What is a MAC Address?

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A MAC address(엠카주소) is unique and hardcoded into a device when it’s manufactured. It operates on the data link layer of the OSI model.

Media Access Control (MAC) address

MAC addresses are unique 48-bit serial numbers that identify network adapter hardware. They are used by the physical layer to differentiate devices on a local area network (LAN). They are also known as the “brick” address because they’re burned into the NIC (network interface card) during manufacturing. Unlike IP addresses, which are assigned by software, MAC addresses are uniquely associated with the hardware of the NIC and can’t be changed.

A MAC address is unique to every device connected to the same network, which can be either wired or wireless. During the networking process, each device sends frames that contain a MAC address to other devices. This helps them find the destination of the frame. In addition, each NIC has a built-in filter that identifies MAC addresses, preventing malicious users from accessing the network.

In the OSI model, MAC addresses are considered part of the physical layer. It is the lowest level of the data link layer that enables upper-layer protocols to produce complex networks. The MAC layer controls the transmission of information from one NIC to another over the physical media, such as copper wires or radio frequencies.

The MAC address is also used to distinguish between individual or group addresses. It is the first three octets of a MAC address that identify the manufacturer, which are known as the Organizationally Unique Identifier (OUI). The last octets can be assigned by the organization or vendor to each NIC, which is called a Functional Address. If the least significant bit is set to 1, a device has a group address, and packets sent to this address are received by all NICs within the same functional group. In some cases, this group could be a single network segment. However, in the majority of cases, the groups are defined by functional specifications, which determine which NICs should receive each packet. The MAC layer is also responsible for error checking, frame retransmission, and broadcast control.

MAC address hexadecimal

A MAC address is a unique identifier for networking hardware, such as a network card in your computer or a wireless router. The MAC address is assigned by the manufacturer and never changes, even when you change hardware or connect to a new Wi-Fi or Bluetooth network. A MAC address can be converted to decimal, binary or hexadecimal numbers. The hexadecimal representation is more intuitive for humans to read since we use the base sixteen number system (sixteen digits plus leading zeroes). A MAC address consists of six bytes, or 12 hexadecimal digits, that represent 48 bits. Bits are grouped into groups of eight, which are called bytes in computer-speak. Two hexadecimal digits are equivalent to one byte, so a MAC address is represented as a series of eight bytes separated by colons.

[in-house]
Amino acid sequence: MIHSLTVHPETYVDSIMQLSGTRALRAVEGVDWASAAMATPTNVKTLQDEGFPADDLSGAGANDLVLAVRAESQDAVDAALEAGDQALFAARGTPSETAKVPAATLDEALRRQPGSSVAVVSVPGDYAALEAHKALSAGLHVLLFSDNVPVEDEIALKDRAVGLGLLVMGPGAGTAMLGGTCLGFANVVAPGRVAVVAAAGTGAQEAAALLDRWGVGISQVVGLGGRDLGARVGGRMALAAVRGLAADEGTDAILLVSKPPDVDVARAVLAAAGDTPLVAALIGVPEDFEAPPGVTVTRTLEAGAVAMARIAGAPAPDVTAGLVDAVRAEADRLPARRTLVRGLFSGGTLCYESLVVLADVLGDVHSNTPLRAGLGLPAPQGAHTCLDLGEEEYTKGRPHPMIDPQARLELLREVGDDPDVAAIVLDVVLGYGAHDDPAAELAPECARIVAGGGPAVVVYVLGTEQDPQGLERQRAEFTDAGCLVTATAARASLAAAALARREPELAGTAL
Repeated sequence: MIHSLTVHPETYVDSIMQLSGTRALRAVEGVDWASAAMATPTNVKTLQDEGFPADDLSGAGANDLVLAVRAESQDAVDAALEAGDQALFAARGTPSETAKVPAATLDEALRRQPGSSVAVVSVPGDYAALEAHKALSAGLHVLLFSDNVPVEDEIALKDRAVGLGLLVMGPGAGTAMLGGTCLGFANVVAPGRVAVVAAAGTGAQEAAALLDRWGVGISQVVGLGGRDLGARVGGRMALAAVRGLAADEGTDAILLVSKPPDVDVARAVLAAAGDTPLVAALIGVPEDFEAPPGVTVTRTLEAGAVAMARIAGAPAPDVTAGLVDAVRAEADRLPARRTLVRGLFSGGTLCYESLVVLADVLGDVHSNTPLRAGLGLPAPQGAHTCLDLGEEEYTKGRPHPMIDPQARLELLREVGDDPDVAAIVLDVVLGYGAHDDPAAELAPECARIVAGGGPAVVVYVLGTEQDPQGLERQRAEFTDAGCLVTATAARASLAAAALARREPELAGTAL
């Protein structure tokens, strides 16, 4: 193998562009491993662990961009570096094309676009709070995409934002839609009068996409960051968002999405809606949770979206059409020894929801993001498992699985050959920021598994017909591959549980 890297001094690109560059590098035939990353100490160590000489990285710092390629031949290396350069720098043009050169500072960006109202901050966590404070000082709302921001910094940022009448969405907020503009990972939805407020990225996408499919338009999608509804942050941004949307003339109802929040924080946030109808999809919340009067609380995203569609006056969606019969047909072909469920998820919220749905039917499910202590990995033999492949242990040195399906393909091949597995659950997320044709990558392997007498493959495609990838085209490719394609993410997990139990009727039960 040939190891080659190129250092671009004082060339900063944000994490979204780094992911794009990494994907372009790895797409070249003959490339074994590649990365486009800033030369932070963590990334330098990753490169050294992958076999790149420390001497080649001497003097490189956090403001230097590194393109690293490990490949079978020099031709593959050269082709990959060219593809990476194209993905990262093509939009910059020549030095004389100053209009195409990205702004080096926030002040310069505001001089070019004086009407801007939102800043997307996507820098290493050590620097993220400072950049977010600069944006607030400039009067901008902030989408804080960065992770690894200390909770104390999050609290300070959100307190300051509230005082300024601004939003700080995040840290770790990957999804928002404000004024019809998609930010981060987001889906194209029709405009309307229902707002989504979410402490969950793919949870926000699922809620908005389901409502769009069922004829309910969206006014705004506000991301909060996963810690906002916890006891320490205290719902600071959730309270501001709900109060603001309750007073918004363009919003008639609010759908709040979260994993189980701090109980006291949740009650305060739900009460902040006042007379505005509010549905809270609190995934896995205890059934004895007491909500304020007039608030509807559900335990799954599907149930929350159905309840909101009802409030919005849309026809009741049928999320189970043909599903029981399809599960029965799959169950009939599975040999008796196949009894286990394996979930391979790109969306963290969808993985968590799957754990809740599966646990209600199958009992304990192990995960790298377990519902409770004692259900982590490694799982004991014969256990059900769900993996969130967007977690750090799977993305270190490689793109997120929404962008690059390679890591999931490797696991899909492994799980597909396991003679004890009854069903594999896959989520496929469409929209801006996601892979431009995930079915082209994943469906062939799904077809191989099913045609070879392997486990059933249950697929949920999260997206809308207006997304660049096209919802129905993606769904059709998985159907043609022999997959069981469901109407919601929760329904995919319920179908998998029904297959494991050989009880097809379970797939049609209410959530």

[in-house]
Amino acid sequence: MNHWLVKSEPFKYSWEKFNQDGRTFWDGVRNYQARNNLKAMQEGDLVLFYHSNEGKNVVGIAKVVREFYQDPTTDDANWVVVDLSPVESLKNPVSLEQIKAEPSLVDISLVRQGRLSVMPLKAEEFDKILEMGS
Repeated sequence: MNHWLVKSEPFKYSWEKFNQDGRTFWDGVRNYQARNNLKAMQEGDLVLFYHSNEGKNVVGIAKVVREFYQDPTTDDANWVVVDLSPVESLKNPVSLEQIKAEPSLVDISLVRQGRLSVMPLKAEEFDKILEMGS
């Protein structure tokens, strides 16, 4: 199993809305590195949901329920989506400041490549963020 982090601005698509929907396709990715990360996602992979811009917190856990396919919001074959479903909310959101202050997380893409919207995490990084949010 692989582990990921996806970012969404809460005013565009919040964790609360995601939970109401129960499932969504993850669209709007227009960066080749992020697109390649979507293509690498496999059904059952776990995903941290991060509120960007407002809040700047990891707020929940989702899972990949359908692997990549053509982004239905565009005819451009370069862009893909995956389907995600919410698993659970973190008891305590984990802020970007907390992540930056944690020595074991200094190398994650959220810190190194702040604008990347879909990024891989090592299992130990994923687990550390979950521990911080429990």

The first six hexadecimal digits in a MAC address identify the manufacturer, also known as an Organizationally Unique Identifier (OUI). The IEEE administers manufacturers’ OUIs. Some vendors have more than one OUI, and this can cause confusion if two pieces of hardware from different manufacturers have the same OUI.

An IP address identifies software, while a MAC address identifies the hardware in a network. The two work together to communicate with each other and share information on the data link layer of a network. The MAC address is also sometimes referred to as the Ethernet hardware address, burned-in address, or physical address.

To find a MAC address in your computer, open the Terminal application from Utilities or Command + Shift + T. Then, type ifconfig and press Enter. The output should list all of the current networks and their MAC addresses. The MAC address that appears last in the list is your computer’s. If this address is not listed, you will have to use a utility that displays hidden network information, such as NetworkInformation. Once you have found the MAC address, you can write it down for reference.


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